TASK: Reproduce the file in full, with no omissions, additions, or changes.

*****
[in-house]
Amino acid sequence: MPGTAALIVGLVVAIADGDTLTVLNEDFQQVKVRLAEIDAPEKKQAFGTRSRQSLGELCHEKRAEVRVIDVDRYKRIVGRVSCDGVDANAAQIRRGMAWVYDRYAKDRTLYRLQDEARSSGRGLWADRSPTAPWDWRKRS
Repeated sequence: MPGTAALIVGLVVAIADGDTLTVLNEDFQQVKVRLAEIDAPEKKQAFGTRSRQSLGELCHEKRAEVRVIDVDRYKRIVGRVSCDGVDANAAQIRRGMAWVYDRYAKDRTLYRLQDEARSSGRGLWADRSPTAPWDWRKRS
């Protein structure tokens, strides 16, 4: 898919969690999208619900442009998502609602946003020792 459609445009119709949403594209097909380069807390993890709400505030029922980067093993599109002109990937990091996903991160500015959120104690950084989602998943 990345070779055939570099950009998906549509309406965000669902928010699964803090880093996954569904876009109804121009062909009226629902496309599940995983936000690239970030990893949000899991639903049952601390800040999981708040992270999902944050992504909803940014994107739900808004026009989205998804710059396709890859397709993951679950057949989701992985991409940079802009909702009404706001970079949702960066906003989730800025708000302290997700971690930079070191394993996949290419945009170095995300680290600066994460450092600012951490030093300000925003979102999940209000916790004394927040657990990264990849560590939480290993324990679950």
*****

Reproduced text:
[in-house]
Amino acid sequence: MPGTAALIVGLVVAIADGDTLTVLNEDFQQVKVRLAEIDAPEKKQAFGTRSRQSLGELCHEKRAEVRVIDVDRYKRIVGRVSCDGVDANAAQIRRGMAWVYDRYAKDRTLYRLQDEARSSGRGLWADRSPTAPWDWRKRS
Repeated sequence: MPGTAALIVGLVVAIADGDTLTVLNEDFQQVKVRLAEIDAPEKKQAFGTRSRQSLGELCHEKRAEVRVIDVDRYKRIVGRVSCDGVDANAAQIRRGMAWVYDRYAKDRTLYRLQDEARSSGRGLWADRSPTAPWDWRKRS
């Protein structure tokens, strides 16, 4: 898919969690999208619900442009998502609602946003020792 459609445009119709949403594209097909380069807390993890709400505030029922980067093993599109002109990937990091996903991160500015959120104690950084989602998943 990345070779055939570099950009998906549509309406965000669902928010699964803090880093996954569904876009109804121009062909009226629902496309599940995983936000690239970030990893949000899991639903049952601390800040999981708040992270999902944050992504909803940014994107739900808004026009989205998804710059396709890859397709993951679950057949989701992985991409940079802009909702009404706001970079949702960066906003989730800025708000302290997700971690930079070191394993996949290419945009170095995300680290600066994460450092600012951490030093300000925003979102999940209000916790004394927040657990990264990849560590939480290993324990679950």